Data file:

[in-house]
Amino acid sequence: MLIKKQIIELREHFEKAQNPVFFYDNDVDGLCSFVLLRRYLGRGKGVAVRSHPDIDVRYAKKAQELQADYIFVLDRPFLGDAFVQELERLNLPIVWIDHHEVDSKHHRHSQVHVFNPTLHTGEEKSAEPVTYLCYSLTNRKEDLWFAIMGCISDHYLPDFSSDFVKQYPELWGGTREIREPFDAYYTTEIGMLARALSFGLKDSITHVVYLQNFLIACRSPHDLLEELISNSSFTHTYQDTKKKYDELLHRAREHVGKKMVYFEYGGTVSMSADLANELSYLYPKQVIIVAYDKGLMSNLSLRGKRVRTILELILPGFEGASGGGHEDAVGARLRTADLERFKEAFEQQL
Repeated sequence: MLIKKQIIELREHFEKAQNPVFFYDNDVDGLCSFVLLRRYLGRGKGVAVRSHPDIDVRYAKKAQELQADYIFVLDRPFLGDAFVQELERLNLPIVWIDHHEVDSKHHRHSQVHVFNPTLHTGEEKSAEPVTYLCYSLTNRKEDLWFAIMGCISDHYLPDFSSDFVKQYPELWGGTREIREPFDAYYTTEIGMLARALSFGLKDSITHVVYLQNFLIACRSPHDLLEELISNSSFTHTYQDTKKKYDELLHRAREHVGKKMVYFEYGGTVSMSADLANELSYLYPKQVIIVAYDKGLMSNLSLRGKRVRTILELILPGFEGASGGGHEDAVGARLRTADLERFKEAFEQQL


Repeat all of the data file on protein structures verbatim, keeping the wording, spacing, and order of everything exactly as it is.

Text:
[in-house]
Amino acid sequence: MLIKKQIIELREHFEKAQNPVFFYDNDVDGLCSFVLLRRYLGRGKGVAVRSHPDIDVRYAKKAQELQADYIFVLDRPFLGDAFVQELERLNLPIVWIDHHEVDSKHHRHSQVHVFNPTLHTGEEKSAEPVTYLCYSLTNRKEDLWFAIMGCISDHYLPDFSSDFVKQYPELWGGTREIREPFDAYYTTEIGMLARALSFGLKDSITHVVYLQNFLIACRSPHDLLEELISNSSFTHTYQDTKKKYDELLHRAREHVGKKMVYFEYGGTVSMSADLANELSYLYPKQVIIVAYDKGLMSNLSLRGKRVRTILELILPGFEGASGGGHEDAVGARLRTADLERFKEAFEQQL
Repeated sequence: MLIKKQIIELREHFEKAQNPVFFYDNDVDGLCSFVLLRRYLGRGKGVAVRSHPDIDVRYAKKAQELQADYIFVLDRPFLGDAFVQELERLNLPIVWIDHHEVDSKHHRHSQVHVFNPTLHTGEEKSAEPVTYLCYSLTNRKEDLWFAIMGCISDHYLPDFSSDFVKQYPELWGGTREIREPFDAYYTTEIGMLARALSFGLKDSITHVVYLQNFLIACRSPHDLLEELISNSSFTHTYQDTKKKYDELLHRAREHVGKKMVYFEYGGTVSMSADLANELSYLYPKQVIIVAYDKGLMSNLSLRGKRVRTILELILPGFEGASGGGHEDAVGARLRTADLERFKEAFEQQL